That Reverend Dimmesdale-Hester Prynne jazz in The Scarlet Letter isn't just romantic bullshit. There is a very real streak of dour pessimism in the New England character, and it runs right down into the bedrock. We buy new cars expecting them to be lemons. We put in new heating systems and expect them not just to go tits-up but to do it stealthily, thereby suffocating the kiddies in their beds (but leaving us, their parents, to grieve and blame ourselves for at least fifty years). We understand we're never going to win the lottery, we know we'll get that unpassable and exquisitely painful gallstone on a hunting or snowmobiling trip far from medical help, and that Robert Frost was fucking-A right when he said that good fences make good neighbors. We expect the snow to turn to freezing rain, rich relatives to die leaving us nothing, and the kids (assuming they escape the Black Furnace Death) to get refused by the college of their choice. And we expect the Red Sox to lose. It's the curse, all right, but it has nothing to do with the Bambino; it's the curse of living here, in New England, just up that Christing potholed I-84 deathroad from the goddamn Yankees.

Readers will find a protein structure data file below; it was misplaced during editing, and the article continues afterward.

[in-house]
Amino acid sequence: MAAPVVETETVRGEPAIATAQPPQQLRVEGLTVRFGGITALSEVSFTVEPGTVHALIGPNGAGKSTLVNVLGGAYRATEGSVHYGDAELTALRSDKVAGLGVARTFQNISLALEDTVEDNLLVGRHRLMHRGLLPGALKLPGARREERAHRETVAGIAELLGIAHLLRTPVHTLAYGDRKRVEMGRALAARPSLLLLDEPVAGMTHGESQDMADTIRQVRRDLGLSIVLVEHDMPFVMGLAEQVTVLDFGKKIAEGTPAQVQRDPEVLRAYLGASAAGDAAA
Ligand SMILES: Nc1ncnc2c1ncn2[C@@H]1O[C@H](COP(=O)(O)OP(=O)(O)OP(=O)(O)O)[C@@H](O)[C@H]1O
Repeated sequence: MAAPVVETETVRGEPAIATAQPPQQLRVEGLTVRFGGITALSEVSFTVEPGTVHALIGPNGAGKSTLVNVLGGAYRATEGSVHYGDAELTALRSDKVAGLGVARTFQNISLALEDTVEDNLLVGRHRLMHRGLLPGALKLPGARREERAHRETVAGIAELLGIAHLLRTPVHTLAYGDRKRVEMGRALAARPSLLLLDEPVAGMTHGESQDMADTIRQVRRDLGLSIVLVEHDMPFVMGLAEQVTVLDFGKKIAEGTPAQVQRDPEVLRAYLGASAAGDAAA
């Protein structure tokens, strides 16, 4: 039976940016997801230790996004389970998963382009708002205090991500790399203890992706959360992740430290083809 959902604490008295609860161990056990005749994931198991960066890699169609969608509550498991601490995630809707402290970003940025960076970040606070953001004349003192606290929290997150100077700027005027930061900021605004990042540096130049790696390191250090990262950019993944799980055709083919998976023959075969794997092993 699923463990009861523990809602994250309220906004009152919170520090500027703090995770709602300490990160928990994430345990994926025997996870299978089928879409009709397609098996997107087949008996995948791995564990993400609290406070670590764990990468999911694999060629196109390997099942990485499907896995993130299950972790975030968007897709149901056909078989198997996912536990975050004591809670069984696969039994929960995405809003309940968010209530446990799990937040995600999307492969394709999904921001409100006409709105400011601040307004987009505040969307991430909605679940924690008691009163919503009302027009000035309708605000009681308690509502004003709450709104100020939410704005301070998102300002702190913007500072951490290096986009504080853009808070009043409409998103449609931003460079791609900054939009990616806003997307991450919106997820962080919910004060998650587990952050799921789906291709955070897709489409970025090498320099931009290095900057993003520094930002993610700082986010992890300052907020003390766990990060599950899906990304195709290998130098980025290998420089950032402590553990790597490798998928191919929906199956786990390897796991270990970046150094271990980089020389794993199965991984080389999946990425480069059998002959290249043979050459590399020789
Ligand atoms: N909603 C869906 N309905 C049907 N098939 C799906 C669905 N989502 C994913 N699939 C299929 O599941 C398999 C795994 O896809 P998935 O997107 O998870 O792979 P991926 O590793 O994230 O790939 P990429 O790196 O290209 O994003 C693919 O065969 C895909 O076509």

-- Stephen King, "Faithful: Two Diehard Boston Red Sox Fans Chronicle the Historic 2004 Season," July 13, 2004